Death risk for men 60% higher than for women in 28 countries

Credit: CC0 Public Domain

In a new study, researchers found men aged 50 and over had a 60% greater risk of death than women, partly explained by heavier rates of smoking and heart disease in men.

The research was conducted by a team at King’s College London and elsewhere.

Many studies have examined the potential impact of social, behavioral and biological factors on sex differences in mortality, but few have been able to investigate potential variation across countries.

Different cultural traditions, historical contexts, and economic and societal development may influence gender experiences in different countries, and thus variably affect the health status of men and women.

In the study, the team examined different socioeconomic (education, wealth), lifestyle (smoking, alcohol consumption), health (heart diseases, diabetes, hypertension and depression) and social (spouse, living alone) factors that might contribute to the mortality gap between men and women aged 50 and older.

The data included more than 179,000 people across 28 countries and more than half (55%) were women.

The team says the effects of sex on mortality should include not only physiologic variation between men and women but also the social construct of gender, which differs across societies.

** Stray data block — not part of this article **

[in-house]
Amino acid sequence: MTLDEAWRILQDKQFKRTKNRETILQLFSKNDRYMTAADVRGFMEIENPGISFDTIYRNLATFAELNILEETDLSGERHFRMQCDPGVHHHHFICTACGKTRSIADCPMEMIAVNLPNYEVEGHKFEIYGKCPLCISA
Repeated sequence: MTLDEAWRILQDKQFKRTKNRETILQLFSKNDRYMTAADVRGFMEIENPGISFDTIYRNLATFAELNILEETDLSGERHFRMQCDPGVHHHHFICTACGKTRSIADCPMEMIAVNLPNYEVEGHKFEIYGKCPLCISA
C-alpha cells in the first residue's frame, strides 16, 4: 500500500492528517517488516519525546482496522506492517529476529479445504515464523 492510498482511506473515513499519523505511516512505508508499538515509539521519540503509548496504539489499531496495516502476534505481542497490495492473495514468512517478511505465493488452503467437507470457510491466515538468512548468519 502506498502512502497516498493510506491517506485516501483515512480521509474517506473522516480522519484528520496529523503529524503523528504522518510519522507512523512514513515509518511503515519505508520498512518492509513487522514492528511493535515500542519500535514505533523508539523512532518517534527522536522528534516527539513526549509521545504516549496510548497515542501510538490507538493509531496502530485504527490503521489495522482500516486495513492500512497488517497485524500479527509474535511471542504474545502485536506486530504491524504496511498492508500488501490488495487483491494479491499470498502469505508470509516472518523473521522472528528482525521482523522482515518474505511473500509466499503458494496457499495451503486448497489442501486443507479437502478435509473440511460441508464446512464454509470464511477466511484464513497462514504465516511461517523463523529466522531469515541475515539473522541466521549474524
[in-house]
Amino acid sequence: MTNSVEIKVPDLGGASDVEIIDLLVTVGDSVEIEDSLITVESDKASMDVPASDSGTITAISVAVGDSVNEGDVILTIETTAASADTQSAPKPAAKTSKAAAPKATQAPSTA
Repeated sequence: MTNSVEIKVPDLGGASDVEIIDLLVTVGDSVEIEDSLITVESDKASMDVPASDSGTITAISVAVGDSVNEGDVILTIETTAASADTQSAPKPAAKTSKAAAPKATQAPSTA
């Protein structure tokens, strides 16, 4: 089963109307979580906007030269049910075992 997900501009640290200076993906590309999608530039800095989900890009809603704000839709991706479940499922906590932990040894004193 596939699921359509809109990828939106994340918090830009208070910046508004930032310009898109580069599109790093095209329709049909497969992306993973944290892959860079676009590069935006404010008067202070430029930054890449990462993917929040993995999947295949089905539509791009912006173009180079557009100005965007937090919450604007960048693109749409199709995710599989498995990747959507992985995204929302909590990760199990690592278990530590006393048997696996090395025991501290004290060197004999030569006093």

In particular, the large variation across countries may imply a greater effect of gender than sex.

Although the biology of the sexes is consistent across populations, variation in cultural, societal and historical contexts can lead to different life experiences of men and women and variation in the mortality gap across countries.

The findings are consistent with the literature on life expectancy and death rates.

The researchers recommend that public health policies should account for sex- and gender-based differences and the influence of social and cultural factors on health.

One author of the study is Dr. Yu-Tzu Wu.

The study is published in Canadian Medical Association Journal.

Copyright © 2021 Knowridge Science Report. All rights reserved.